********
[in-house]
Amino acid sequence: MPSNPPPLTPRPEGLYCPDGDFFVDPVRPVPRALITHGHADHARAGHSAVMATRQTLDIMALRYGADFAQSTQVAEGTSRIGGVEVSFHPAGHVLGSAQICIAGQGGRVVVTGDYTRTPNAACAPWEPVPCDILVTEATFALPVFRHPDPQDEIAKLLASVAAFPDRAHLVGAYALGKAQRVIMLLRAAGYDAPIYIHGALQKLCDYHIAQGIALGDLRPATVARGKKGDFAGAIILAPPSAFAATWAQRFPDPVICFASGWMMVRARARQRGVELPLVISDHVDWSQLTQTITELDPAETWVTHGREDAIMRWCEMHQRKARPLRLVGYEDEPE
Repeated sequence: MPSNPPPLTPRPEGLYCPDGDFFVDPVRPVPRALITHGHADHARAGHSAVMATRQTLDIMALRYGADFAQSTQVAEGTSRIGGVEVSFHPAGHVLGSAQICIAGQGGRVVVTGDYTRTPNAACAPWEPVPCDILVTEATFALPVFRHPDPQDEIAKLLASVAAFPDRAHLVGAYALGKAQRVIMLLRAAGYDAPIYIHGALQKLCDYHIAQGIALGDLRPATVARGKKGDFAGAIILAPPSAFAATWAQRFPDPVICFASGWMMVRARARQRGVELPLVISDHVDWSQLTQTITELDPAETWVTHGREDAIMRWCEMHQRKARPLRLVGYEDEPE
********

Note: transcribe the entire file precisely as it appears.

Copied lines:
[in-house]
Amino acid sequence: MPSNPPPLTPRPEGLYCPDGDFFVDPVRPVPRALITHGHADHARAGHSAVMATRQTLDIMALRYGADFAQSTQVAEGTSRIGGVEVSFHPAGHVLGSAQICIAGQGGRVVVTGDYTRTPNAACAPWEPVPCDILVTEATFALPVFRHPDPQDEIAKLLASVAAFPDRAHLVGAYALGKAQRVIMLLRAAGYDAPIYIHGALQKLCDYHIAQGIALGDLRPATVARGKKGDFAGAIILAPPSAFAATWAQRFPDPVICFASGWMMVRARARQRGVELPLVISDHVDWSQLTQTITELDPAETWVTHGREDAIMRWCEMHQRKARPLRLVGYEDEPE
Repeated sequence: MPSNPPPLTPRPEGLYCPDGDFFVDPVRPVPRALITHGHADHARAGHSAVMATRQTLDIMALRYGADFAQSTQVAEGTSRIGGVEVSFHPAGHVLGSAQICIAGQGGRVVVTGDYTRTPNAACAPWEPVPCDILVTEATFALPVFRHPDPQDEIAKLLASVAAFPDRAHLVGAYALGKAQRVIMLLRAAGYDAPIYIHGALQKLCDYHIAQGIALGDLRPATVARGKKGDFAGAIILAPPSAFAATWAQRFPDPVICFASGWMMVRARARQRGVELPLVISDHVDWSQLTQTITELDPAETWVTHGREDAIMRWCEMHQRKARPLRLVGYEDEPE